The first two chapters was devoted to the pretended autonomy of Philosophical Thought.  Seeing how these two chapters unfolded his “Transcedental Method”, I wished he could have defined more clearly what he meant by autonomy as well.  His insight with the modes of experience is fascinating, and a useful way of thinking about aspects of theorethical thought (6-7).  It was wonderful to see Dooyeweerd stress the interdependency of these modes (spatial, movement, organic, energy, etc), which would be the key to why he sees autonomous reasoning apart from the Transcendent God of the Bible is logically futile to begin with: Whenever man idolize something else as absolute in place of GOD, idolators in essence make an aspect of reality (mode) absolute.  But each of these modes require the necessity blocks of the other modes and hence no mode can not be the final foundation which everything stems from.  It is idolatry of various modes (history, economic, biological etc)  in place of God that result in the various “isms” of philosophy (historicism, logical positivism, Darwinism, etc).  Whatever is the foundation of theorethical thought in its entirety, it must transcend the level of philosophy found in each modes.  Another wonderful insight was how he saw the history of Western Civilization as driven by four motives, which is at core “religious”.  Three of these are dialectical: 1.) The Greek’s “Form vs. Matter”; 2.) the Scholastic’s Nature vs. Grace, 3.) and Nature vs. Freedom.  Contrary to these pretended autonomous starting point is Scripture’s Creation, Fall, Redemption Motive.

There are however, somethings that brought some red flags with this book.  Dooyeweerd sees religion as the ultimate foundation of man, including theorethical thought.  This I agree with, but he makes a distinction between religion and theology, a distinction that is rather difficult for me to accept.  According to Dooyeweerd, religion as “the spiritual basic motive”, “is elevated above all theological controversies and is not in need of theological exegesis, since its radical meaning is exclusively explained by the Holy Spirit operating in our opened hearts, in the communion of this Spirit” (Pg. 146).  Yet, this ‘religion’ of the heart is to be distinguished from the content of theology or exegesis.  The Christian religion that he stated is  the Creation, Fall and Redemption motif, but there is more content that needs to believed than that to be a Christian: There is the doctrines of the Trinity, Jesus Incarnation, etc, all which human arrived at through exegesis.  Yet exegesis is in Dooyeweerd’s view, part of the theological mode which has nothing to do with religion.  His terms are not helpful here.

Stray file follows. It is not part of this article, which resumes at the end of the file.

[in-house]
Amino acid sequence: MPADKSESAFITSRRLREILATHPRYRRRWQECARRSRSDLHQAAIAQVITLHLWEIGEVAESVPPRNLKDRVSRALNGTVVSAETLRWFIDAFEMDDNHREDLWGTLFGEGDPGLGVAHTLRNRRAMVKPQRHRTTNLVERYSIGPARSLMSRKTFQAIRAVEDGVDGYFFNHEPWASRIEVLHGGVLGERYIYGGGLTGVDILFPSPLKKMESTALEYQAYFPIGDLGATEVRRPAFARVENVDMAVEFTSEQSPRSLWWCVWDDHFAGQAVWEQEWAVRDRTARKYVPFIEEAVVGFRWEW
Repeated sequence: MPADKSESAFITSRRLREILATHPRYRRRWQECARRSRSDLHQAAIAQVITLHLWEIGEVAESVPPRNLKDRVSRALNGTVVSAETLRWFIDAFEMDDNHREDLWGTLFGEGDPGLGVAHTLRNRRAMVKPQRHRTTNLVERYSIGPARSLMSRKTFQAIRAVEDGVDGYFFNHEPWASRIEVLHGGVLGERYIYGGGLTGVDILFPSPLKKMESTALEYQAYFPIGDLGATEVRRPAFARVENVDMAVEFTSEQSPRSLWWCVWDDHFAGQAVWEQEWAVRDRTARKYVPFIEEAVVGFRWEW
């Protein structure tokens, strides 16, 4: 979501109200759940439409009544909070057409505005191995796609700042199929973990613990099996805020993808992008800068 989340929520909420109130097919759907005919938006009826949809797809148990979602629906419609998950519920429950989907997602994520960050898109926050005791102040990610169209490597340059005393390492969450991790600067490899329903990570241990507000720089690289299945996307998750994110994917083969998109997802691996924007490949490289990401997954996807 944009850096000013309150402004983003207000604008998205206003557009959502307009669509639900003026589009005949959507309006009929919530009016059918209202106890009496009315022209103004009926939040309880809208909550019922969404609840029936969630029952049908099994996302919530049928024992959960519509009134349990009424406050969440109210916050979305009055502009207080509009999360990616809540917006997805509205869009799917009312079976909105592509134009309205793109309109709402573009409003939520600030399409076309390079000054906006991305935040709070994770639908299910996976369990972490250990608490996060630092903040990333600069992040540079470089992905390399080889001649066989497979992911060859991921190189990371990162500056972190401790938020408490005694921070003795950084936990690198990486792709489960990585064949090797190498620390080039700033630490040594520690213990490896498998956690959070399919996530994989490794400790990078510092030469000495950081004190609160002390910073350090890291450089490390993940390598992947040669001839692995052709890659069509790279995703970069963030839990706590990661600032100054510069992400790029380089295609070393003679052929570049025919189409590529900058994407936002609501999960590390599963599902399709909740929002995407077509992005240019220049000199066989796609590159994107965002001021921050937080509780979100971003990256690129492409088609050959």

Dooyeweerd himself stated that “it might seem a dangerous enterprise for a nontheologian to speak concerning the relation between philosophy and theology” (Pg. 113).  Because of his concept of the faith mode, which is where theology belongs in Dooyeweerd’s perspective, he dismisses six day creationism since this is the result of faith mode interfereing improperly into other modes such as astronomy and astronomy (Pg. 149-150).  He even think that six day creationism is the result of “Greek philosophy” rather than an exegesis of Genesis One!  I believe in six day creationism on the basis of the grammatical rule concerning the use of numbers in the Hebrew language, and it strikes me that the autonomy apart from God which he has tried to argue for, is sneaked back in with the independence of certain spheres and modes from the rule of what God’s Word might have to say in those spheres.  It boils down to the question of whether Dooyeweerd would allow the Scripture to speak on other spheres.

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In light of the last entry, I found this video of Tremper Longman III, the Old Testament professor out at Westminister Seminary, and his comment of which book has been influential in his life

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Defense of the Faith

Purchase: Westminster | Amazon

An eleven chapter book by Cornelius Van Til, the Father of Presuppositionalism. He addresses the topic of apologetics methodology throughout the book, and calls Christian to be alert for autonomous reasoning that does not submit to the Word of God. For readers who have been introduced to Presuppositional Apologetics through Greg Bahnsen, one will see some of the themes played out here, after all Bahnsen’s was a disciple of Van Til. Readers will see the theme of the Creator and Creature distinction much more clearly in this book than Bahnsen per se. In fact this is probably the best book to begin for those who want to read Van Til in his own words. Overall, the best chapter was chapter ten, titled “Defense of the Faith”. This chapter has a good discussion of what an “Evangelical” (non-Reformed) apologetics look like in a scenario where “Mr. Grey” evangelizes to the nonbeliever “Mr Black” while “Mr. White” (the Reformed Believer) observes the practical inadequacy of non-Presuppositional Apologetics.

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Even Seminary Students have told me that Van Til is not easy to understand when you first read his work.

I’ve always wondered which work to recommend people in the primary reading of Van Til.

So it came as a suprise to me that while reading his “The Defense of the Faith”, he wrote in the preface his recommendation of the order of reading his work.

“For those who, after finishing this work, wish to pursue the various areas discussed in more depth, unblished class syllabi are available.  They may be most profitably consulted in the following order:  First, The Protestant Doctrine of Scripture; second, Introduction to Systematic Theology; third, A Christian Theory of Knowledge; fourth, History of Christian Epistemology; fifth, Apologetics; sixth, Christian Theistic Evidences; seventh, Christian Theistic Ethics; eighth, The Truimph of Grace; ninth, Sovereign Grace Defended, and finally, The Phschology of Religion.”

I will soon be reviewing Van Til’s The Defense of the Faith here on Veritas Domain.